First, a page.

This is one of those craxy e-mails that goes around the world about sixty times before it gets to me. Some of these things give me pause to think….


*  I used to eat a lot of natural foods until I learned that most people die of natural causes.

*  Gardening Rule: When weeding, the best way to make sure you are removing a weed and not a valuable plant is to pull on it? If it comes out of the ground easily, it is a valuable plant.

*  The easiest way to find something lost around the house is to buy a replacement.

*  Never take life seriously. Nobody gets out alive anyway.

*  There are two kinds of pedestrians: the quick and the dead.

*  Life is sexually transmitted.

*  Health is merely the slowest possible rate at which one can die.

*  The only difference between a rut and a grave is the depth.

*  Some people are like Slinkies. Not really good for anything, but you
    still can’t help but smile when you see one tumble down the stairs.

*  Health nuts are going to feel stupid someday, lying in hospitals dying of nothing.

*  Have you noticed since everyone has a camcorder these days no one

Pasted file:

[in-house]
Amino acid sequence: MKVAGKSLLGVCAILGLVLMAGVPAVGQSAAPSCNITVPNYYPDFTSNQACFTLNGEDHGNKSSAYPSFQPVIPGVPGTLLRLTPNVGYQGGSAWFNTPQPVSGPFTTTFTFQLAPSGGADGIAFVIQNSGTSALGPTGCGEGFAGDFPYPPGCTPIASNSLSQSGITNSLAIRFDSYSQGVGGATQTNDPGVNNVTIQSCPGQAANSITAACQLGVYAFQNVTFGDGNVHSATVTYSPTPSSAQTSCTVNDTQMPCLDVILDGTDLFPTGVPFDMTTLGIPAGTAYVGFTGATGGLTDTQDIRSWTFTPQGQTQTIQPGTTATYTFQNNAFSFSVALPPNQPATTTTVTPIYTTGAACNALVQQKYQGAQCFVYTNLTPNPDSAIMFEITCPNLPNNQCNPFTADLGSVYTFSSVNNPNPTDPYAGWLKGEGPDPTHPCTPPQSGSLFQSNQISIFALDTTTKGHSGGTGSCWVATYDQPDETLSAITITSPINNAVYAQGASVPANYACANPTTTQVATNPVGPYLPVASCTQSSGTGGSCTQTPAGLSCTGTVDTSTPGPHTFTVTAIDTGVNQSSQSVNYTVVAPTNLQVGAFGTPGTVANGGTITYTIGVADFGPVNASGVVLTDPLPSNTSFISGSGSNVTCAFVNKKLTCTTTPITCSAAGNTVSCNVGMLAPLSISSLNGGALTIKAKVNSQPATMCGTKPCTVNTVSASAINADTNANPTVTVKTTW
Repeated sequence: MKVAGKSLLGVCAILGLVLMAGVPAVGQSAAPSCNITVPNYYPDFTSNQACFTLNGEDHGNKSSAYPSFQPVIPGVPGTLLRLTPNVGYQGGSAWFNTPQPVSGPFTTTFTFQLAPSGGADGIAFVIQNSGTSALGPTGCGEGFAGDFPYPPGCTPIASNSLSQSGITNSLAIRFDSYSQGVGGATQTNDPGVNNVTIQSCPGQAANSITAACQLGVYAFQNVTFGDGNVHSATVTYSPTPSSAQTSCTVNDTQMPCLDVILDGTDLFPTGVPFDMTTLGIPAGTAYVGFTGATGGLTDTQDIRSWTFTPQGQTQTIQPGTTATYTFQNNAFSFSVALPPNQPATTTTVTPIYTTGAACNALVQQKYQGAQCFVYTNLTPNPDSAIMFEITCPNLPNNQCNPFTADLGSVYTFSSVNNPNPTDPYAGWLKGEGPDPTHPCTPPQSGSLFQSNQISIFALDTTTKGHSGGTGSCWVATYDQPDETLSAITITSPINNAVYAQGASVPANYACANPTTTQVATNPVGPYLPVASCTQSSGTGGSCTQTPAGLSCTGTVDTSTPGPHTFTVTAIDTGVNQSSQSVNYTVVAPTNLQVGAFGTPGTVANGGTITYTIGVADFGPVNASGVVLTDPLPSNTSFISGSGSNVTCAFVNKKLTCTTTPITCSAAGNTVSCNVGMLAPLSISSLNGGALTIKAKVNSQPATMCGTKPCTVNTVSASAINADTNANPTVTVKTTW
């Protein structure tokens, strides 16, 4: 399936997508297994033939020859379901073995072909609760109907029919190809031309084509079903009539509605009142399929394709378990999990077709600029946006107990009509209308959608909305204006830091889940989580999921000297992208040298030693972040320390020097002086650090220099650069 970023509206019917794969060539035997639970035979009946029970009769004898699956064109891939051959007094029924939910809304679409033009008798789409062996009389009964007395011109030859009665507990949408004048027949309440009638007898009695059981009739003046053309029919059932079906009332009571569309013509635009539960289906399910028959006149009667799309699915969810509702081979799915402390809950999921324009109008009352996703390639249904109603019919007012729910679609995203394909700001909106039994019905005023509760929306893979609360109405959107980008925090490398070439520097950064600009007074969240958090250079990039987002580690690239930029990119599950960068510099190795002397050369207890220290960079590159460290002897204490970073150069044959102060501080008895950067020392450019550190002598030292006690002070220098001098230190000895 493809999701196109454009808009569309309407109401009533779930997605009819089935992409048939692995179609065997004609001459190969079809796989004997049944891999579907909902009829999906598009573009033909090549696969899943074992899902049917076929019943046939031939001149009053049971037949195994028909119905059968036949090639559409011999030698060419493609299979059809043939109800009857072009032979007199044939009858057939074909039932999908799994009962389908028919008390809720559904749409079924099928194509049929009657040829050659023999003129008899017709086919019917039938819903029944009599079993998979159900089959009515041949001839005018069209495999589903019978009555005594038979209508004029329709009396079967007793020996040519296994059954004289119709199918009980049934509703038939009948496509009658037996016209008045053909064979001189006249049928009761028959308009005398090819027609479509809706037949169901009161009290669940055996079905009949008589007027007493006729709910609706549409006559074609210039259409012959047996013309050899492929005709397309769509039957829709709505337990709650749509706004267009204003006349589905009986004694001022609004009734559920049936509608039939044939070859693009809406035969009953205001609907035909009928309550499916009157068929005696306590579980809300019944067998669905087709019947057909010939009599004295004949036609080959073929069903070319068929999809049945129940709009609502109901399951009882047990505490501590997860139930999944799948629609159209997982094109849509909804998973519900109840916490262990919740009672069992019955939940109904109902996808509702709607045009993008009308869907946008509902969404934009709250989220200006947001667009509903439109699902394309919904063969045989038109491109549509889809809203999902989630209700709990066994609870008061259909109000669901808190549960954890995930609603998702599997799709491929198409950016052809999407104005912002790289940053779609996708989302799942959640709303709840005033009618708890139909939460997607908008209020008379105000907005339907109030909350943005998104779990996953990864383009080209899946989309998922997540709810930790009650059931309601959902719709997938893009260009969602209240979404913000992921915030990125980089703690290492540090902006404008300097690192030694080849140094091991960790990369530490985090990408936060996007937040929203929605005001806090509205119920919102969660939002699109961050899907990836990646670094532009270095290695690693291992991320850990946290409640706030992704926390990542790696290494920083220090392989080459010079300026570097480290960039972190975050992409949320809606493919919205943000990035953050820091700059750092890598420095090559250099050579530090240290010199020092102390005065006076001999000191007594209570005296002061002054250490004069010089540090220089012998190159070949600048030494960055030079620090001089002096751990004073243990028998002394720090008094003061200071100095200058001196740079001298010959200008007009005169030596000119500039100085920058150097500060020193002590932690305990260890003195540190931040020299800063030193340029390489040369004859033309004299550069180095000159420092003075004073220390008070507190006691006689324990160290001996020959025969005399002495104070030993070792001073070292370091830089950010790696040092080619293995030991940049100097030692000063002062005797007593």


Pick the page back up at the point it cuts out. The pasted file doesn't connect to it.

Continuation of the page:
talks about seeing UFOs like they used to?

*    Whenever I feel blue, I start breathing again.

*  All of us could take a lesson from the weather. It pays no attention to criticism.

*  In the 60’s, people took acid to make the world weird.  Now the world
    is weird and people take Prozac to make it normal.

*  How is it one careless match can start a forest fire, but it takes a
    whole box to start a campfire?

*  Who was the first person to look at a cow and say, “I think I’ll
    squeeze these dangly things here, and drink whatever comes out?”

*  Who was the first person to say, “See that chicken there? I’m gonna
    eat the next thing that comes outta its butt.”

*  Why is there a light in the fridge and not in the freezer?

*  If Jimmy cracks corn and no one cares, why is there a song about him?

*  Why do people point to their wrist when asking for the time, but
    don’t point to their crotch when they ask where the bathroom is?

*  Why does your OB-GYN leave the room when you get undressed?

*  If quizzes are quizzical, what are tests?

*  If electricity comes from electrons, does morality come from morons?

*  Do illiterate people get the full effect of Alphabet Soup?